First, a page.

Increased spending on connected TV (CTV) advertising is attracting heightened levels of ad fraud during this year’s holiday season, according to newly released data from DoubleVerify (DV).
While ad fraud normally peaks in the fourth quarter due to the period’s higher ad-spend levels, fraud activity is already higher than that seen in Q4 2020, reports the digital media measurement, analytics and anti-fraud solutions company.
Ad fraud in unprotected programmatic connected TV (CTV) has reached a nearly 20% level. In addition, a sampling of unprotected programmatic inventory found that up to 6.6% of video ads and 18% of
CTV ads were fraudulent, including SIVT (sophisticated invalid traffic).
“For advertising to perform, it must be seen by real people,” stresses DV. “Fraud has a dramatic impact on campaign performance, misrepresenting impressions and undercutting marketers’ holiday investments.”
“The more in-demand and premium the inventory, the more likely it is to attract bad actors,” adds DV CEO Mark Zagorski.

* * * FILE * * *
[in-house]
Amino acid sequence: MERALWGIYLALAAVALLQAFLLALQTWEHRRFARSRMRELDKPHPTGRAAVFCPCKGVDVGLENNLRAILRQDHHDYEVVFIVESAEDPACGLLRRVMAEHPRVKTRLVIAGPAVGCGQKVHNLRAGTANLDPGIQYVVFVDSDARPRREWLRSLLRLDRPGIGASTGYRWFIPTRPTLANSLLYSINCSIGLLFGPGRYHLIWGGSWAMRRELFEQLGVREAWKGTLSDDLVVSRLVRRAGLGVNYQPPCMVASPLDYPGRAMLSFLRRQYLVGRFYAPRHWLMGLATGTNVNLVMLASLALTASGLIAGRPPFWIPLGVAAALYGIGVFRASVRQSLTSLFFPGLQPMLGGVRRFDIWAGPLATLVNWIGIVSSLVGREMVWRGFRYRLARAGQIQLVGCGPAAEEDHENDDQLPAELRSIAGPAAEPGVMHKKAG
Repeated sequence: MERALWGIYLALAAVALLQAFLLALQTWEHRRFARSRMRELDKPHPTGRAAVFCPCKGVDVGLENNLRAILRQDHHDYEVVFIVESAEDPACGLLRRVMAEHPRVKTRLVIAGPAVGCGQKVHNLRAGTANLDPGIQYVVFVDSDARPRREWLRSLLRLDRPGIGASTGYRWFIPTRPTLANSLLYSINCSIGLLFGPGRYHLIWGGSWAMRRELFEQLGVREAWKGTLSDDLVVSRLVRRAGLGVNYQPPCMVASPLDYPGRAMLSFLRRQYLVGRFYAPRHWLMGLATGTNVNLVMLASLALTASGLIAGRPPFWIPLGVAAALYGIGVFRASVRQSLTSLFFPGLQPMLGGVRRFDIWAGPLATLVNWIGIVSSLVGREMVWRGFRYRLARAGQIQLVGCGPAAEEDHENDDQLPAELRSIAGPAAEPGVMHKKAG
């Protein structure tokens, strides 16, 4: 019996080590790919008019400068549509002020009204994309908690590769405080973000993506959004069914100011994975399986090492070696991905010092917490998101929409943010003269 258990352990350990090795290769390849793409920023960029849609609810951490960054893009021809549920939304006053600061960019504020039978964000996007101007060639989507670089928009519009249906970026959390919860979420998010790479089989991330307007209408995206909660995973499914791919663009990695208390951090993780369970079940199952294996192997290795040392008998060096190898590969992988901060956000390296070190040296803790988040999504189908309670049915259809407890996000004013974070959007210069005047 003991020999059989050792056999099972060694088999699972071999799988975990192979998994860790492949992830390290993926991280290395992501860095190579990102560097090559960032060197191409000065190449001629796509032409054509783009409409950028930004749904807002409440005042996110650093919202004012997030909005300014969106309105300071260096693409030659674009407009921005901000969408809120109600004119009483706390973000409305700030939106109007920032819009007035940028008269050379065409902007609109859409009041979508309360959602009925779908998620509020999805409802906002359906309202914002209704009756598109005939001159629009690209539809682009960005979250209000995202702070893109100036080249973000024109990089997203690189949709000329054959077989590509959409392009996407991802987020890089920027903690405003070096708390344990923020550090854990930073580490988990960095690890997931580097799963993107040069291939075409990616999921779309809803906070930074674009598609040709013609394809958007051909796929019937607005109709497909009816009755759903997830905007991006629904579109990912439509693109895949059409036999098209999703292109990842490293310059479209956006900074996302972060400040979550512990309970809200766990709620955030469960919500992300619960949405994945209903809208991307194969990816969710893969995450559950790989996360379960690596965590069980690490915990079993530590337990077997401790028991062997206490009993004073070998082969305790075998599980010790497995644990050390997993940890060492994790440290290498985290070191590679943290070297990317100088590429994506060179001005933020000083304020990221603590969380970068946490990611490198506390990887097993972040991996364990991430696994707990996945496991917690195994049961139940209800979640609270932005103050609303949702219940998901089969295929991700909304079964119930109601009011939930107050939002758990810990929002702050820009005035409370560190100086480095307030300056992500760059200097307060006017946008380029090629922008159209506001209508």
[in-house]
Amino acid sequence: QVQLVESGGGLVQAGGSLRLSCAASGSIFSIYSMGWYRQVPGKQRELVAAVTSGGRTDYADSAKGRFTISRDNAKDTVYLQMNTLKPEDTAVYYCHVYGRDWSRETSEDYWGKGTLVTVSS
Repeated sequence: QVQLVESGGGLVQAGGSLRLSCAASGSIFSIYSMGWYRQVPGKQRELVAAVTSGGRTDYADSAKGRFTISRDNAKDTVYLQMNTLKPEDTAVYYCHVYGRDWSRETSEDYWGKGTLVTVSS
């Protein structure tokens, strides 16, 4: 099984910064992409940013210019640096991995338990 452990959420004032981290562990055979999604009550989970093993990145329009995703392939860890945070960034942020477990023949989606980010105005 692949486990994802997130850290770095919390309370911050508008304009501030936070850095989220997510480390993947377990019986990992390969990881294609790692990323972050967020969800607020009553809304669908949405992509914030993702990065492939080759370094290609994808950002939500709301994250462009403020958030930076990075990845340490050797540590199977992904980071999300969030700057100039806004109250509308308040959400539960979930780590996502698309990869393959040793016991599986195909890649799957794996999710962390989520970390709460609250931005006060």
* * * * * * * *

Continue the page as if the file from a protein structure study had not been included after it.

In particular, tracking has identified current spikes in two streaming ad-fraud schemes that have attempted to spoof billions of ad impressions since they began operating in 2020.
LeoTerra (chart above) — a scheme in which fraudsters set up counterfeit server-side ad insertion (SSAI) servers to drive manufactured CTV inventory across an unlimited number of apps, IPs and devices — increased activity at the start of this holiday season, falsifying up to 20.5 million unique CTV devices per day, according to DV, which says it identified the scheme in July 2020.
That volume is more than 20 times higher than the level detected at the end of 2020, and nearly 40 times higher than the average in the previous three months.
Similarly, the number of spoofed CTV devices and fraudulent impressions associated with CelloTerra — a scheme identified in March 2020 in which fraudsters use mobile apps to run background ads and falsify CTV traffic — has tripled during this year’s final quarter.